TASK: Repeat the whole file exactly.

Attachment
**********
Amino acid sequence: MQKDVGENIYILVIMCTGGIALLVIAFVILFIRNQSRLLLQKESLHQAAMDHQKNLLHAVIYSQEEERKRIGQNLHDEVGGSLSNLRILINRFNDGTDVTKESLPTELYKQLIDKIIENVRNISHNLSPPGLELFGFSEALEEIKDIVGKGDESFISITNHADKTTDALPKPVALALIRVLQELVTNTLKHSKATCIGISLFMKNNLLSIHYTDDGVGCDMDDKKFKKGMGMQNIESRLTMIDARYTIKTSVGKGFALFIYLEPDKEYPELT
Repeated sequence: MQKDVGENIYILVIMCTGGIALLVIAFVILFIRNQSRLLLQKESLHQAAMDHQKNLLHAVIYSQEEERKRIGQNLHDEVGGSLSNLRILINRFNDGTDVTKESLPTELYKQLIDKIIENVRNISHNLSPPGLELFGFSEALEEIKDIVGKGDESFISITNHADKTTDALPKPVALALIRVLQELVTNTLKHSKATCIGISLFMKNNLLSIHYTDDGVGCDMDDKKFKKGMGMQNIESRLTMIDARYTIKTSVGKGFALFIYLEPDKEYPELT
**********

Amino acid sequence: MQKDVGENIYILVIMCTGGIALLVIAFVILFIRNQSRLLLQKESLHQAAMDHQKNLLHAVIYSQEEERKRIGQNLHDEVGGSLSNLRILINRFNDGTDVTKESLPTELYKQLIDKIIENVRNISHNLSPPGLELFGFSEALEEIKDIVGKGDESFISITNHADKTTDALPKPVALALIRVLQELVTNTLKHSKATCIGISLFMKNNLLSIHYTDDGVGCDMDDKKFKKGMGMQNIESRLTMIDARYTIKTSVGKGFALFIYLEPDKEYPELT
Repeated sequence: MQKDVGENIYILVIMCTGGIALLVIAFVILFIRNQSRLLLQKESLHQAAMDHQKNLLHAVIYSQEEERKRIGQNLHDEVGGSLSNLRILINRFNDGTDVTKESLPTELYKQLIDKIIENVRNISHNLSPPGLELFGFSEALEEIKDIVGKGDESFISITNHADKTTDALPKPVALALIRVLQELVTNTLKHSKATCIGISLFMKNNLLSIHYTDDGVGCDMDDKKFKKGMGMQNIESRLTMIDARYTIKTSVGKGFALFIYLEPDKEYPELT